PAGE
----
As a public figure who has his formal education in journalism and theology, and spent the majority of my career observing sociopolitical cultural issues, and who has only recently opened himself up to the idea of opining on things beyond those narrow spheres I am unsure how my thoughts on food and the life we draw from it will be received.
But being a lover of food, and not just for the nourishment it brings us, but for the intangibles of life we live around it, I’ve decided to share them anyway.As a small boy some of my favorite times spent with my mom, in particular, centered on trying to learn what she knew about food. She was not fancy. She did not think of herself as gourmet, and we were poor. Which meant we opened more things out of cans than most.
But I didn’t know that because she did all she could to try to make me and our family feel loved through the preparations she served us.
I think about Mom a lot, especially on Saturday mornings.
That’s when #DaddyChefKMC takes to the kitchen and now my three anklebiters climb up to the center island and talk to me as we make the from-scratch-bourbon-vanilla pancakes every Saturday.
We laugh, we talk, and then we eat… And as it should be, we spend time just being.And there’s the food, right in the center of it all.
Food is not merely the fuel for our bodies, but it is the embodiment of life.
So be warned, in addition to my observations of all things cultural (here at The Binge Thinker,) and in addition to our new series Resource Strategies (ideas to help you live life to the fullest,) we’re adding “Friday Food Stuff” and what it will be I won’t always know. But if you’ve followed my Instagram you know that I love food. (So why not share a love with you that you may love too?)
Which brings me to this past week.
With the craziness of my work schedule, and with the long string of contacts with the public I’ve gathered over the course of a career spent in media, I’ve been invited to some pretty amazing things.Lunch at Manhattan’s famous FlatIron Eataly was certainly one of them.
But not just any lunch… In fact it was more of an education.
I have for the better part of my adult food life decided that my favorite all time region of the planet for great wine is Chateauneuf-du-Pape in France. In fact my bride and I have a taste for wines from across the Rhone valley but we’ve always been drawn to the CDP’s in particular.
This week at the invite of Barolo Wines I sat down to taste a flight of six vintages that they were kicking off “Barolo Weeks” in the Eataly eateries across the globe. (Eataly simultaneously had “white truffle week” corresponding.) Barolo is one of the finest vintages of the FontanaFredda winery in the Piemonte region of Italy.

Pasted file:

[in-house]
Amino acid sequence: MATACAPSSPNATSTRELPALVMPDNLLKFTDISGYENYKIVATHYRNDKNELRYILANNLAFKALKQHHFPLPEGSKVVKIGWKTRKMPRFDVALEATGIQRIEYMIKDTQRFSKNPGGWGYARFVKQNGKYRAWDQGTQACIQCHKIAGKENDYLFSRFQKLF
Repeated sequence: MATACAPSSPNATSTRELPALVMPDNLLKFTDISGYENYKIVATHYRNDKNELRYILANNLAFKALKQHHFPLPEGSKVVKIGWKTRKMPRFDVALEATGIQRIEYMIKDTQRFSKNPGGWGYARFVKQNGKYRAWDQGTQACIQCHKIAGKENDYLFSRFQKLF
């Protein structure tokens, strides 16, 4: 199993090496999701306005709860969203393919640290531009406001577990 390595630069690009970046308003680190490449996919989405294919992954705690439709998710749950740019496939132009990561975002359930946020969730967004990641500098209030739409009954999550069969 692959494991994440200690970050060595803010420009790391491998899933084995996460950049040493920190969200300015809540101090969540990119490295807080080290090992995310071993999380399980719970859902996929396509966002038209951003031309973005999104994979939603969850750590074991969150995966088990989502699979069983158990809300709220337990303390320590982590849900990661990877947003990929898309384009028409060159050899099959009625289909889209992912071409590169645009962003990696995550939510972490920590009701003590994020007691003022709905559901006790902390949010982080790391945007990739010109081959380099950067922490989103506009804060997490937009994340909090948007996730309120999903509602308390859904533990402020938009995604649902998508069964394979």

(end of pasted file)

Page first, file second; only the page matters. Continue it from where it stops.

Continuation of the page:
The six vintages we tasted were: Serralunga D’Alba (of the Barolo Riserva) 2010, 2005, 2000, 1999, 1998, 1996.
These six verticals have recently been put together in a boxed set for Barolo that retails for between $800-$1000 per set.
Long story short… this was fantastic wine. They also poured (just for fun) the Barolo 1967 and the Barolo Riserva 1982.
Since the day I attended the event I had a good deal of work to yet accomplish my tastes were truly that, just tastes (leaving more in each glass than I consumed–and they were short tasting pours to begin with.)
But to my palette here’s how they drank to me:
Serralunga D’Alba 2010 – The nose had big ripe cherry notes, the mouth was full-bodied, and just the right acid finish. I am a big fan of big reds and this younger (youngest of the vintages we tasted) had some of my favorite notes. Paired with Carne Cruda E Funghi.
Seraalunga D’Alba 2005 – The nose had big fruit up front, spicy and balsamic on the mouth, and a finish that to me seemed to evaporate as quickly as it came.
Serralunga D’Alba 2000 – The nose was rich, ripe, red fruit, a very balanced mouth of cinnamon and clove hints, and a very satisfying long finish.
Serralunga D’Alba 1999 – Only a year removed from the 2000 but by far my favorite of the entire tasting. Garnet red, with perhaps slight orange hues in the color, a full nose with hints of mint, a superb balance on the mouth between ripe fruit and hints of mushroom, and the *perfect* long lasting acidic finish. The structure of this wine was one of the most perfect I’ve ever tasted. Paired perfectly with Short Rib over Creamed Polenta with shaved white truffles.
Serralunga D’Alba 1998 – The nose is floral, fruity, and a bit spicy with notes of liquorice, tobacco, and balsamic hints. The mouth sits very dry, and the finish is a long lasting silky balance.
Serralunga D’Alba 1996 – The nose is a balanced bouquet of mature fruit, mint, and eucalyptus. The mouth is full-bodied, long lasting balanced tannins and good acidity.
The beloved chef at Eataly prepared three courses to pair with these six tastes. The menu incorporated the style and ingredients of the Piemonte region of Italy (the native home of Fontanna Fredda.)
The experience left me with a renewed perspective of Italian wine potential. I intellectually have always known that great wines can come (and do) from regions of every nook and cranny across the globe. But its now a point for me to pursue finding those especially well done vintages that are standing the test of time. And for Barolo Wines the Serralunga D’Alba verticals I’ve identified here definitively are.
Of course it doesn’t hurt to showcase them against the backdrop of Eataly, NYC!